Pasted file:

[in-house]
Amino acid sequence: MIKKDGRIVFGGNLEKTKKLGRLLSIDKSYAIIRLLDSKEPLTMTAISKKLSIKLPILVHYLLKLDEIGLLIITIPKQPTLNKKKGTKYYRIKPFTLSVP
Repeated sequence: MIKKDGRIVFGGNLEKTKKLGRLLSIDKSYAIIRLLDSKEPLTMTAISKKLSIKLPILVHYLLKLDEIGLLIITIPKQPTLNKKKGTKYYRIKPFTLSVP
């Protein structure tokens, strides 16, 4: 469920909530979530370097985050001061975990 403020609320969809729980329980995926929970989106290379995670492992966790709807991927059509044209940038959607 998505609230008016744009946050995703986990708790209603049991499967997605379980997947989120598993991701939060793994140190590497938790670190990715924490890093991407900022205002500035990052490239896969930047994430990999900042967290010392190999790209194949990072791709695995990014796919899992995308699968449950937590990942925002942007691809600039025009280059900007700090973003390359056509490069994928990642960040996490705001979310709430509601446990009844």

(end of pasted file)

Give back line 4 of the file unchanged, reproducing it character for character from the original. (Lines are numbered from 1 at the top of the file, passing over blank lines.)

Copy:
């Protein structure tokens, strides 16, 4: 469920909530979530370097985050001061975990 403020609320969809729980329980995926929970989106290379995670492992966790709807991927059509044209940038959607 998505609230008016744009946050995703986990708790209603049991499967997605379980997947989120598993991701939060793994140190590497938790670190990715924490890093991407900022205002500035990052490239896969930047994430990999900042967290010392190999790209194949990072791709695995990014796919899992995308699968449950937590990942925002942007691809600039025009280059900007700090973003390359056509490069994928990642960040996490705001979310709430509601446990009844």